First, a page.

Gateway led multiple training sessions for staff to ensure they would know how to utilize the tool and be able to incorporate it in counseling and therapy sessions.

Patients were also given a chance to test myStrength and afterwards were asked to rate the tool’s usefulness. The results were overwhelming positive.

“I think it (myStrength) is an amazing resource. If it helps keep just one person sober or gives them help, it is worth it. However, it will help many more than one person,” says one Gateway client after receiving the training.

How much is myStrength?

The tool will be free to current patients, their loved ones, and alumni, due to a generous donation from the family of a former patient.

Is it safe?

Privacy is often a concern with Internet apps, but myStrength is safe to use. There is no data-tracking and all user information is entirely confidential.

Dr. Britton and Gateway Alum Discuss the Opioid Crisis

Gateway Foundation President and CEO Dr. Thomas Britton and Gateway alum Nick spoke to Niala Boodhoo on Illinois Public Media’s The 21st show to discuss the current opioid crisis and Nick’s journey to recovery.

To listen to the podcast, click here.

“It destroyed everything.”

Nick’s addiction had severe consequences. It damaged his relationships with family and loved ones. He found himself in legal trouble, and struggling to maintain any sense of normalcy in his life.

 “If we were to snap back 10 years ago, 5 to 10 percent of the people that we supported had opiates as one of their primary drugs and in a lot of the facilities that we treat today it’s as high as 60 percent.”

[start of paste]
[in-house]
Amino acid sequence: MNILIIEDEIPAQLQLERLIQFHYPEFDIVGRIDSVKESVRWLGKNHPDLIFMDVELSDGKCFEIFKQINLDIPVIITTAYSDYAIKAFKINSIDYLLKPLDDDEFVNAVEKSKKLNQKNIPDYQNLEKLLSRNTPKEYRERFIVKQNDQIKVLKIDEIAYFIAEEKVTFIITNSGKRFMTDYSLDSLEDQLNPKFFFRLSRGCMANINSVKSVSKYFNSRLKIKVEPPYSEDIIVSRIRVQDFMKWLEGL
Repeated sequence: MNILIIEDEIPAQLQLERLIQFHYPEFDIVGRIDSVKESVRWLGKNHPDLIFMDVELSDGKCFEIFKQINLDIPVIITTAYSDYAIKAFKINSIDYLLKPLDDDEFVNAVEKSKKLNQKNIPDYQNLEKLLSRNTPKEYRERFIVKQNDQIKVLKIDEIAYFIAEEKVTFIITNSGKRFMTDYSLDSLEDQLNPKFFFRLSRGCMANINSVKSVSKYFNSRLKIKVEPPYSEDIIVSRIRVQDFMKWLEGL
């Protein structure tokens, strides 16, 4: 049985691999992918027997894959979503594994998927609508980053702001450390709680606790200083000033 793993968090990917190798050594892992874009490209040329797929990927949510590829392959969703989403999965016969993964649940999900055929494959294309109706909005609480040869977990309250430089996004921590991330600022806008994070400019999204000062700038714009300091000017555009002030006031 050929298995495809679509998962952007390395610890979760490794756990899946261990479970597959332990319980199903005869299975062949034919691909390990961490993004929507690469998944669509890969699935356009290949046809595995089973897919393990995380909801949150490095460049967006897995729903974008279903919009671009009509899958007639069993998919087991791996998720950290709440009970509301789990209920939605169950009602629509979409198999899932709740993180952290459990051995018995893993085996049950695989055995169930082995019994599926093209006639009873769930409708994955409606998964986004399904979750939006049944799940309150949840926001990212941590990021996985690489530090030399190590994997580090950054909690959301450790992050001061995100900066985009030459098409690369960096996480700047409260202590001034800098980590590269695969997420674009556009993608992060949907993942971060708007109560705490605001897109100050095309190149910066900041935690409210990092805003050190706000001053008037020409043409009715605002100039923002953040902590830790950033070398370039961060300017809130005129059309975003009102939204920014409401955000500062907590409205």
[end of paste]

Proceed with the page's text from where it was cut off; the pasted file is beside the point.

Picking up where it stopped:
Dr. Britton speaks to the increase in the amount of people seeking treatment for opiates as the opioid crisis  continues to grow exponentially.

“An estimated 27 million people that require treatment for substance use disorders and 66 million drank in a binge fashion in the last 30 days so there’s this massive problem with all substances. Opiates are one of the smaller as a whole out of that, however, the consequences are so much faster and more intense.”

Dr. Britton discusses the current substance use problems facing the country, including excessive alcohol consumption and binge drinking, which are often overlooked. Though alcohol use disorder affects more people than opioid use disorder, the consequences of opioids are felt much faster.

“[Addiction] is a brain disease; it is not an issue of moral failing or willpower.”

Dr. Britton speaks to the importance of treating addiction as a brain disease and ending the stigma around addiction.

“There is fun in sobriety.”

Nick discusses how becoming engaged in the Gateway Alumni program and attending the events helped him after completing treatment.

“I’ve been sober for two and a half years… I have a great job that has insurance and benefits and the whole works.. It’s a total turnaround from who I was to who I am today… I gave this thing a shot and I actually gave myself that chance.”